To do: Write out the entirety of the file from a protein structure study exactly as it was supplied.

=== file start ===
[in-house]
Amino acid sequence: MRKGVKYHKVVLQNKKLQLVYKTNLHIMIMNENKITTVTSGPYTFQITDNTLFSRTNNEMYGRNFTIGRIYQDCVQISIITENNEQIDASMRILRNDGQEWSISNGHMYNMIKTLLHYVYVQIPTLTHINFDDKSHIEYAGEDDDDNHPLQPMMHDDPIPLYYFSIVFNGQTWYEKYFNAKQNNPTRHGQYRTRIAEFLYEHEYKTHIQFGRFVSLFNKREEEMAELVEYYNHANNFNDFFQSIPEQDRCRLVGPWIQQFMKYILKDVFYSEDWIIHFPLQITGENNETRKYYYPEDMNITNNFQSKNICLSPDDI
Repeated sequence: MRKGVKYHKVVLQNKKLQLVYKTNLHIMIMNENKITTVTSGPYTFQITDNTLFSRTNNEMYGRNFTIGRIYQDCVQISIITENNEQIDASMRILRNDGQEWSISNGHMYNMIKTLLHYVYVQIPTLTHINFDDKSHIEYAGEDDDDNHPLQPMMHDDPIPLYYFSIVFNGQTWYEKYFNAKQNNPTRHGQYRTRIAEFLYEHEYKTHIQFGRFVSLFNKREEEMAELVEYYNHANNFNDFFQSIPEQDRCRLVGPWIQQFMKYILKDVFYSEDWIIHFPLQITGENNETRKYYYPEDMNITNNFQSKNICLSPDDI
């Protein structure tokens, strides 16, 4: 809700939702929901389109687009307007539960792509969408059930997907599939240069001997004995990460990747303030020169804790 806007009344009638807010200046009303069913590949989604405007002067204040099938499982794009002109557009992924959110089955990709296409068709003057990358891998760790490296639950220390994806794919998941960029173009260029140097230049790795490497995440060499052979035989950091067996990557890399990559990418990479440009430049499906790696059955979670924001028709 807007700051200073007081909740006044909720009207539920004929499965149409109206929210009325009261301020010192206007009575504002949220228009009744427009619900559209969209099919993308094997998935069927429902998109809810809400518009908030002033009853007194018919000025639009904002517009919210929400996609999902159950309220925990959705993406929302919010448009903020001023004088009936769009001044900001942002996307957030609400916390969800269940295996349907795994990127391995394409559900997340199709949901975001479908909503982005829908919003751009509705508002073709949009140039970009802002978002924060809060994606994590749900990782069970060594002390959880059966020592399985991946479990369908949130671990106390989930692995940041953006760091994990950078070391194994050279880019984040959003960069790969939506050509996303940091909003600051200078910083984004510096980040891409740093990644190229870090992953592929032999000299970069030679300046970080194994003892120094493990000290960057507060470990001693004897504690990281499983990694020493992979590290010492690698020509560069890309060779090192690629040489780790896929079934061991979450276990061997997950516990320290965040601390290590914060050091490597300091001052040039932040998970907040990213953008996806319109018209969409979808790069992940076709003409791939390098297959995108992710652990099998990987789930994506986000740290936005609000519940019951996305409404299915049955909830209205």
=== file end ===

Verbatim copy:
[in-house]
Amino acid sequence: MRKGVKYHKVVLQNKKLQLVYKTNLHIMIMNENKITTVTSGPYTFQITDNTLFSRTNNEMYGRNFTIGRIYQDCVQISIITENNEQIDASMRILRNDGQEWSISNGHMYNMIKTLLHYVYVQIPTLTHINFDDKSHIEYAGEDDDDNHPLQPMMHDDPIPLYYFSIVFNGQTWYEKYFNAKQNNPTRHGQYRTRIAEFLYEHEYKTHIQFGRFVSLFNKREEEMAELVEYYNHANNFNDFFQSIPEQDRCRLVGPWIQQFMKYILKDVFYSEDWIIHFPLQITGENNETRKYYYPEDMNITNNFQSKNICLSPDDI
Repeated sequence: MRKGVKYHKVVLQNKKLQLVYKTNLHIMIMNENKITTVTSGPYTFQITDNTLFSRTNNEMYGRNFTIGRIYQDCVQISIITENNEQIDASMRILRNDGQEWSISNGHMYNMIKTLLHYVYVQIPTLTHINFDDKSHIEYAGEDDDDNHPLQPMMHDDPIPLYYFSIVFNGQTWYEKYFNAKQNNPTRHGQYRTRIAEFLYEHEYKTHIQFGRFVSLFNKREEEMAELVEYYNHANNFNDFFQSIPEQDRCRLVGPWIQQFMKYILKDVFYSEDWIIHFPLQITGENNETRKYYYPEDMNITNNFQSKNICLSPDDI
């Protein structure tokens, strides 16, 4: 809700939702929901389109687009307007539960792509969408059930997907599939240069001997004995990460990747303030020169804790 806007009344009638807010200046009303069913590949989604405007002067204040099938499982794009002109557009992924959110089955990709296409068709003057990358891998760790490296639950220390994806794919998941960029173009260029140097230049790795490497995440060499052979035989950091067996990557890399990559990418990479440009430049499906790696059955979670924001028709 807007700051200073007081909740006044909720009207539920004929499965149409109206929210009325009261301020010192206007009575504002949220228009009744427009619900559209969209099919993308094997998935069927429902998109809810809400518009908030002033009853007194018919000025639009904002517009919210929400996609999902159950309220925990959705993406929302919010448009903020001023004088009936769009001044900001942002996307957030609400916390969800269940295996349907795994990127391995394409559900997340199709949901975001479908909503982005829908919003751009509705508002073709949009140039970009802002978002924060809060994606994590749900990782069970060594002390959880059966020592399985991946479990369908949130671990106390989930692995940041953006760091994990950078070391194994050279880019984040959003960069790969939506050509996303940091909003600051200078910083984004510096980040891409740093990644190229870090992953592929032999000299970069030679300046970080194994003892120094493990000290960057507060470990001693004897504690990281499983990694020493992979590290010492690698020509560069890309060779090192690629040489780790896929079934061991979450276990061997997950516990320290965040601390290590914060050091490597300091001052040039932040998970907040990213953008996806319109018209969409979808790069992940076709003409791939390098297959995108992710652990099998990987789930994506986000740290936005609000519940019951996305409404299915049955909830209205």